A county official in Colorado whose embrace of election-fraud conspiracy theories has made her a hero to election deniers nationwide has been indicted on state criminal charges stemming from her alleged efforts to secretly copy hard drives from Dominion Voting Systems equipment, officials said Wednesday.
Peters’s alleged actions, along with efforts by other election deniers to seek public office, are contributing to concern among experts about possible escalating risk to the nation’s voting systems. State or federal investigators have probed multiple alleged security breaches of election systems and equipment since Donald Trump lost the 2020 presidential race, including some thought to be aided by elections-office insiders or right-wing conspiracy theorists.
In an 18-page indictment, a county grand jury accused Peters of sneaking someone who was not a county employee into secure areas of her office in May, before and during a manual update of Dominion voting machines known as a “trusted build.” She is accused of devising a scheme to allow that person to use a security badge assigned to another person.
Peters has been under investigation since August, when the data copied from Mesa County’s machines surfaced at a symposium held by the election denier and conspiracy theorist Mike Lindell.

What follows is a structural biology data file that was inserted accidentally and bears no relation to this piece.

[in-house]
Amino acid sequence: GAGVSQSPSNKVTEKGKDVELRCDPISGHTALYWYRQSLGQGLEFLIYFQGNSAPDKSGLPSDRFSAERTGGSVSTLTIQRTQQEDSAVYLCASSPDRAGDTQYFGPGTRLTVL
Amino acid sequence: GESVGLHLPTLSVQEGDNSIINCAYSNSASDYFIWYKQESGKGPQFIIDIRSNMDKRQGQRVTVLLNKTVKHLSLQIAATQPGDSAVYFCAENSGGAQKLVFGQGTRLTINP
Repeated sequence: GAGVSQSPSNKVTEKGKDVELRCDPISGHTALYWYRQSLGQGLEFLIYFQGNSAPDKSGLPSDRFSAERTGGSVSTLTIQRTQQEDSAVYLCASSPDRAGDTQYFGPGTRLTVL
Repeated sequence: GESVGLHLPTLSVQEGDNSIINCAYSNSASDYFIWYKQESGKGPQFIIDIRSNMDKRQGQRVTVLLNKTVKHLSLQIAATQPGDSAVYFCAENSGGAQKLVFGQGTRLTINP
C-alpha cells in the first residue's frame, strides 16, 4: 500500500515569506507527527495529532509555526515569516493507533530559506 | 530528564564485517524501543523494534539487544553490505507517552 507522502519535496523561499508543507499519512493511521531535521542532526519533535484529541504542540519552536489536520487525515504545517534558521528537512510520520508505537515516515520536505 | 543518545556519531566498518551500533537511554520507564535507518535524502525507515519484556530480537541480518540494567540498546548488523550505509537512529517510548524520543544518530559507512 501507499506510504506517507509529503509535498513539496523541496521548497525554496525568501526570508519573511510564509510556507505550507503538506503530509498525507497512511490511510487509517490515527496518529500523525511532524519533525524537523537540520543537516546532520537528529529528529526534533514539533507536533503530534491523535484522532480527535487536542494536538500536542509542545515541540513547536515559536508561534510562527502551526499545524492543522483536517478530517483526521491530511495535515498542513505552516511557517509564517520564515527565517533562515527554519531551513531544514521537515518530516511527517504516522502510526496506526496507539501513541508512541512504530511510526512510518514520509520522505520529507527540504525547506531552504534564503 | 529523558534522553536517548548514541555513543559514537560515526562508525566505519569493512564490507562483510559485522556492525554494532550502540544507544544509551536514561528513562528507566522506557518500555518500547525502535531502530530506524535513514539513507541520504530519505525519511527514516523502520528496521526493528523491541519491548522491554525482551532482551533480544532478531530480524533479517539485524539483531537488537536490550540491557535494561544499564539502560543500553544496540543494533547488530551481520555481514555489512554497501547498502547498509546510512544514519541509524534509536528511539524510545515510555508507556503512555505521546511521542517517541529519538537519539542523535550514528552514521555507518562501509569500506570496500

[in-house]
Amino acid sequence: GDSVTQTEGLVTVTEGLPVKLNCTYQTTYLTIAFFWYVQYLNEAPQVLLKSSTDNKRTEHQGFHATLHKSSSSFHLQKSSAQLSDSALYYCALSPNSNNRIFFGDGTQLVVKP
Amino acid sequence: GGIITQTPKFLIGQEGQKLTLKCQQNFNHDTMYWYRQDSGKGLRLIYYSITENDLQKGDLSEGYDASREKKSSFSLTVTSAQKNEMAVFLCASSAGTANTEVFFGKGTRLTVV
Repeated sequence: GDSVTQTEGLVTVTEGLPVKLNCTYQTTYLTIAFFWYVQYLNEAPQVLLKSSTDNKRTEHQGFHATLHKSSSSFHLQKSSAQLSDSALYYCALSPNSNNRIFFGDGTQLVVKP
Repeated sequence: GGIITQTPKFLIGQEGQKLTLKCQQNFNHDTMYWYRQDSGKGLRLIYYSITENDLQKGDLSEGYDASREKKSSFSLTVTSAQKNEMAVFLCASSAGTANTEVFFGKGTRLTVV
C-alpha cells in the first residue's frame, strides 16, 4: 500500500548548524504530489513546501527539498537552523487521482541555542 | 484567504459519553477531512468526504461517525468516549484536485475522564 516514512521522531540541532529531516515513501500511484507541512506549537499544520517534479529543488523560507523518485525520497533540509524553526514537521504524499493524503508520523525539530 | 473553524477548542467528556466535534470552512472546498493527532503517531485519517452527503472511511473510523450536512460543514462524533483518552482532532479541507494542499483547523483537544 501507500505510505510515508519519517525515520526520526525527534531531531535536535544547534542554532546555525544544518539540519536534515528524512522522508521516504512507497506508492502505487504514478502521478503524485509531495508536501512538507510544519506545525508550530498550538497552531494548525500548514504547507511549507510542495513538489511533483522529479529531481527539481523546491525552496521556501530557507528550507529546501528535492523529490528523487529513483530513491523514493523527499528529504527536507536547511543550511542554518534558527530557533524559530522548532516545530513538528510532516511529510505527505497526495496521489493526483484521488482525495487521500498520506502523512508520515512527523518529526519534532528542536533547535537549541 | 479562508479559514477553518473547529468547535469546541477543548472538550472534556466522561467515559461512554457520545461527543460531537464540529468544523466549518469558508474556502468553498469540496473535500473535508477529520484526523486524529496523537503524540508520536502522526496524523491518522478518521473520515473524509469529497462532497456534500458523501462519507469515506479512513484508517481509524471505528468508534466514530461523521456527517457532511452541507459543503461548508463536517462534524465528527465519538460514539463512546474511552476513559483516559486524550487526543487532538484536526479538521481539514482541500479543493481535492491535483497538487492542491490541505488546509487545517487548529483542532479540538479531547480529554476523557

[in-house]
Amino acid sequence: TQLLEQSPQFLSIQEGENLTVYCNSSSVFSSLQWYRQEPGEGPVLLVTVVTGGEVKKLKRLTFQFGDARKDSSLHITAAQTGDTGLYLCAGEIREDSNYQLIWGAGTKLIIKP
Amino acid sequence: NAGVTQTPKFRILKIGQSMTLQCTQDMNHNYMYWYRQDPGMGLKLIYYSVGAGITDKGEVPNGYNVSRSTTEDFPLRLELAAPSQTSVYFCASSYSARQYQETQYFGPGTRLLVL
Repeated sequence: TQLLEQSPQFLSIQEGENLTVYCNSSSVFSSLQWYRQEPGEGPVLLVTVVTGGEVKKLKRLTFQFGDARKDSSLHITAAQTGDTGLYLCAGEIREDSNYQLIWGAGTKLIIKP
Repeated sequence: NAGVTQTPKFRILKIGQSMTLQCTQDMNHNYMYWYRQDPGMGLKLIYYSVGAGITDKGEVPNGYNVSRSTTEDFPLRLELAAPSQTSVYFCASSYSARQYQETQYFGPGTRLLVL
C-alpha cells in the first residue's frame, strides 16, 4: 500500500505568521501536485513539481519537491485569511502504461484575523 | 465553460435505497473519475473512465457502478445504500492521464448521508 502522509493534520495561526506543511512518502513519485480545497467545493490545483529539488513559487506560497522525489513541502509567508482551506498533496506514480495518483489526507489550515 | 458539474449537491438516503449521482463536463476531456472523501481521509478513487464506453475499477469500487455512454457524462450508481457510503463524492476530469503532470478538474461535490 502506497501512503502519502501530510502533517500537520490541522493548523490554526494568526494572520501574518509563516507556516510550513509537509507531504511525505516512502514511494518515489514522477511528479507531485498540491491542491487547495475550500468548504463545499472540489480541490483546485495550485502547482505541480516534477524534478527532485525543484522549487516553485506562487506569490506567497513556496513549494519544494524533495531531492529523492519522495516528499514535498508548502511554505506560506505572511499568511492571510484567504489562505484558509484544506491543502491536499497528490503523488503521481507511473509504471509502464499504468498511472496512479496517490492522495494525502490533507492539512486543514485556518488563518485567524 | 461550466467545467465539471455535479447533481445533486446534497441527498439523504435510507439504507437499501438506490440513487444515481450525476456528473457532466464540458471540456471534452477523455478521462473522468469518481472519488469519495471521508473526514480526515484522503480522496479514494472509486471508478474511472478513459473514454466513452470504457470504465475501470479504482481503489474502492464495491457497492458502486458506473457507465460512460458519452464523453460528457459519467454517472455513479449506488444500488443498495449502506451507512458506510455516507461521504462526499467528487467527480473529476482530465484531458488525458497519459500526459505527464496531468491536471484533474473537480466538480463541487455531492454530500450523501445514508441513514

An elections supervisor embraced conspiracy theories. Officials say she has become an insider threat.
Peters, 66, was charged Tuesday evening with 10 counts, seven of them felonies. They include conspiracy to commit criminal impersonation and attempting to influence a public servant, stemming in part from Peters’s alleged efforts to deceive state elections officials.
Her deputy, Belinda Knisley, was also indicted and was being held after her arrest Wednesday. Knisley’s lawyer, R. Scott Reisch, told The Washington Post, “We look forward to all the evidence being considered by a jury.”
Peters was in custody Wednesday afternoon, with bond set at $500,000.
In a statement, Peters claimed that the charges were a politically motivated attack meant to weaken her candidacy to become the state’s top elections official. The statement accused the district attorney, Daniel Rubinstein (R), of being a “never Trumper” and of allying himself with Democrats in “using legal muscle to indict political opponents during an election.”
She rejected a call from the leadership of the state GOP for “any Republican candidate who is indicted with felonies by a grand jury” to suspend their campaign.
Peters has previously said that she brought in a “consultant” to help her copy hard drives — a move she said was necessary to ensure that the trusted build did not erase files needed to fully investigate the 2020 election.
Photographs of confidential Dominion passwords that were taken during the trusted build were published online by Ron Watkins, a prominent purveyor of baseless claims. Watkins, who is running for an Arizona congressional seat, is perhaps best known for serving as the administrator of the 8kun anonymous message board that hosted posts by “Q” regarding the QAnon conspiracy theory. Watkins is not mentioned in the indictment and did not respond to a request for comment.